• Survival from cancer in teenagers and young adults in England, 1979-2003.

    Birch, Jillian M; Pang, Dong; Alston, Robert D; Rowan, Steve; Geraci, Marco; Moran, Anthony; Eden, Tim O B; Cancer Research UK, Paediatric and Familial Cancer Research Group, University of Manchester, Royal Manchester Children's Hospital, Stancliffe, Hospital Road, Manchester M27 4HA, UK. (2008-09-02)
    Cancer is the leading cause of disease-related death in teenagers and young adults aged 13-24 years (TYAs) in England. We have analysed national 5-year relative survival among more than 30,000 incident cancer cases in TYAs. For cancer overall, 5-year survival improved from 63% in 1979-84 to 74% during 1996-2001 (P<0.001). However, there were no sustained improvements in survival over time among high-grade brain tumours and bone and soft tissue sarcomas. Survival patterns varied by age group (13-16, 17-20, 21-24 years), sex and diagnosis. Survival from leukaemia and brain tumours was better in the youngest age group but in the oldest from germ-cell tumours (GCTs). For lymphomas, bone and soft tissue sarcomas, melanoma and carcinomas, survival was not significantly associated with age. Females had a better survival than males except for GCTs. Most groups showed no association between survival and socioeconomic deprivation, but for leukaemias, head and neck carcinoma and colorectal carcinoma, survival was significantly poorer with increasing deprivation. These results will aid the development of national specialised service provision for this age group and identify areas of clinical need that present the greatest challenges.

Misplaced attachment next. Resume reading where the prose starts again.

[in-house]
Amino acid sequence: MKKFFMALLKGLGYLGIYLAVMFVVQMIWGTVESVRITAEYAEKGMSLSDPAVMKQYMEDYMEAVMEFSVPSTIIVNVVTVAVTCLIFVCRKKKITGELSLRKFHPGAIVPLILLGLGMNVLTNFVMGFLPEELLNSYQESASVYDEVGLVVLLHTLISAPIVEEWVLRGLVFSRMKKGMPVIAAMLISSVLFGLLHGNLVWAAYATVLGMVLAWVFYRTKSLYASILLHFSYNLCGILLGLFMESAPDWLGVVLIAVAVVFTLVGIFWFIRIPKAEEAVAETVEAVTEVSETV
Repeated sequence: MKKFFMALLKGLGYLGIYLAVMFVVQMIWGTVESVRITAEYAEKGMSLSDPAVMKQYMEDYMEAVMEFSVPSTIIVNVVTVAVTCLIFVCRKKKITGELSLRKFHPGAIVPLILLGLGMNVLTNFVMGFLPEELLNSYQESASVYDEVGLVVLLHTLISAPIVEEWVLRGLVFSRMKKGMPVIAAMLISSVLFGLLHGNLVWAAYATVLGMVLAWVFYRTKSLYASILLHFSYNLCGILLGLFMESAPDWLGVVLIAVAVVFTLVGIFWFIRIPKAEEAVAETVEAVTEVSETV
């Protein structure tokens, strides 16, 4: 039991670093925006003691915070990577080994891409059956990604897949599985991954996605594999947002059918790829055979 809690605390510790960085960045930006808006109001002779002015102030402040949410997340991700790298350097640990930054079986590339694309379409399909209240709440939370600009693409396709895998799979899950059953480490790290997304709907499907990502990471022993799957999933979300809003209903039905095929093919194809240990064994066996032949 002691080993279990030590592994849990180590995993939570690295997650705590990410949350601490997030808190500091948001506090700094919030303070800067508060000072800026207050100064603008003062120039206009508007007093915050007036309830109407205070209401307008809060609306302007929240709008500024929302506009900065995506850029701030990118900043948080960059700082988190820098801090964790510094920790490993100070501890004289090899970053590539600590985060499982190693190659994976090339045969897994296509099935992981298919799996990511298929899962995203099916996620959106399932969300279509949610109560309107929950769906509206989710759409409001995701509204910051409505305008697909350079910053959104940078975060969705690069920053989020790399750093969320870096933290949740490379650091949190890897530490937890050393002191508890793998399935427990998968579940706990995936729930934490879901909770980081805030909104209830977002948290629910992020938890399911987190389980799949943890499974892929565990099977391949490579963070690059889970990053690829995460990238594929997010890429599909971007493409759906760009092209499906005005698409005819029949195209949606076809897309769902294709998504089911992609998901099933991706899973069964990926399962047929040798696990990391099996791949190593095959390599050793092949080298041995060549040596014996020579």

• Changes in cancer incidence in teenagers and young adults (ages 13 to 24 years) in England 1979-2003.

    Alston, Robert D; Geraci, Marco; Eden, Tim O B; Moran, Anthony; Rowan, Steve; Birch, Jillian M; Cancer Research UK Pediatric and Familial Cancer Research Group, Royal Manchester Children's Hospital, University of Manchester, Stancliffe, Manchester, United Kingdom. (2008-11-15)
    BACKGROUND: Cancer for teenagers and young adults represents a major source of morbidity and mortality. Trends in cancer incidence can provide pointers concerning how changes in the environment and in personal behavior affect cancer risks. METHODS: Data on 39,129 neoplasms in individuals ages 13 to 24 years who were diagnosed in England from 1979 to 2003 were analyzed. Variability in incidence by time period and differences in the time trends by age group, sex, and geographic region were analyzed using generalized linear models. RESULTS: Incidence rates of leukemias, lymphomas, central nervous system, bone, and germ cell tumors; melanoma; and carcinomas of the thyroid, ovary, cervix, and colon/rectum increased over time (all P < .01); whereas the incidence of carcinomas of the stomach and bladder decreased (both P < .01). These changes were consistent by age, sex, and region for most neoplasms. Melanoma incidence stabilized in southern England by 1993 but continued to increase in northern England (P = .001). The increase in non-Hodgkin lymphoma was greater in individuals ages 20 to 24 year than in younger individuals, but the increase in Hodgkin lymphoma was confined to individuals ages 13 to 14 years. CONCLUSIONS: The changes in incidence rates may have been caused in part by environmental changes and in part by behavioral changes in young individuals. Some of these results can be used to inform public health campaigns, which can be constructed to encourage better lifestyle choices by young individuals.